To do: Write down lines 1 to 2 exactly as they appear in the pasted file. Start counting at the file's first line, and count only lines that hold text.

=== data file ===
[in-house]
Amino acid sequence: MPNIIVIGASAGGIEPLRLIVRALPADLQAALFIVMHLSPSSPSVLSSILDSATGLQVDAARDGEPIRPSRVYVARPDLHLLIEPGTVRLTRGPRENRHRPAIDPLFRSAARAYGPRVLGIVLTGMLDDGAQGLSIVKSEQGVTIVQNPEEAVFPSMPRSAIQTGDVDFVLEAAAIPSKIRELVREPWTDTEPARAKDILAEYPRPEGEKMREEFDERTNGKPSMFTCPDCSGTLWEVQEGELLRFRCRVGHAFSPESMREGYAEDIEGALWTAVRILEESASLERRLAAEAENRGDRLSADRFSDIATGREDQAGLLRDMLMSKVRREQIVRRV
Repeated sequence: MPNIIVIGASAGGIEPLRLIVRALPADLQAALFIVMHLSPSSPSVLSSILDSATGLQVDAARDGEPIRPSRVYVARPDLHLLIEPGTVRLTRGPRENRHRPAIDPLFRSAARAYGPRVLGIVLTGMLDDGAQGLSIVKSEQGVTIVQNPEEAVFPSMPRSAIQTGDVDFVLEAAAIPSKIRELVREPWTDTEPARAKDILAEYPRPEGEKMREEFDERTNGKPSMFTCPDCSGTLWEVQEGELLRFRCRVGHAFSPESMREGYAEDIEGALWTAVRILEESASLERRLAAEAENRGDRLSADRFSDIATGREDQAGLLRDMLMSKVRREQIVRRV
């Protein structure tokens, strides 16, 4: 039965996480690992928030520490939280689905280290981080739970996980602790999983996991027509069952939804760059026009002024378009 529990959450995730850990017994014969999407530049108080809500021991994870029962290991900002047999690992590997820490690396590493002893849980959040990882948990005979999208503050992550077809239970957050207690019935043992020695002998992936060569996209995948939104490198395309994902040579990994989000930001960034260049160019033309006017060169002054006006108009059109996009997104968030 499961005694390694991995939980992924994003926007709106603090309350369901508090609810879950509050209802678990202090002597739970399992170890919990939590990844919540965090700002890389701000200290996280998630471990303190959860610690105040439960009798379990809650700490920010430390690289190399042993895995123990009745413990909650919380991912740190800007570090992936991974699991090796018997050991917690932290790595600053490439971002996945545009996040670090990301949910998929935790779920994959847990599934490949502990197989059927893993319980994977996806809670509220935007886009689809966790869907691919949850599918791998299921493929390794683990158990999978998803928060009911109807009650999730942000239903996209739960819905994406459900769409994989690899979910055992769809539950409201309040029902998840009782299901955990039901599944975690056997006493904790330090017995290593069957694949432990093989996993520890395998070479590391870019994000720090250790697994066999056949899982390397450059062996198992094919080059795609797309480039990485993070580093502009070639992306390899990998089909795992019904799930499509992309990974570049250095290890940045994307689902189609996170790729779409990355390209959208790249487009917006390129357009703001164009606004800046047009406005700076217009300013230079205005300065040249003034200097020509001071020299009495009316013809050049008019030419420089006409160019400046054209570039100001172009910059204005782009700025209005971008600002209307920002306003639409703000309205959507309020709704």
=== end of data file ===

[in-house]
Amino acid sequence: MPNIIVIGASAGGIEPLRLIVRALPADLQAALFIVMHLSPSSPSVLSSILDSATGLQVDAARDGEPIRPSRVYVARPDLHLLIEPGTVRLTRGPRENRHRPAIDPLFRSAARAYGPRVLGIVLTGMLDDGAQGLSIVKSEQGVTIVQNPEEAVFPSMPRSAIQTGDVDFVLEAAAIPSKIRELVREPWTDTEPARAKDILAEYPRPEGEKMREEFDERTNGKPSMFTCPDCSGTLWEVQEGELLRFRCRVGHAFSPESMREGYAEDIEGALWTAVRILEESASLERRLAAEAENRGDRLSADRFSDIATGREDQAGLLRDMLMSKVRREQIVRRV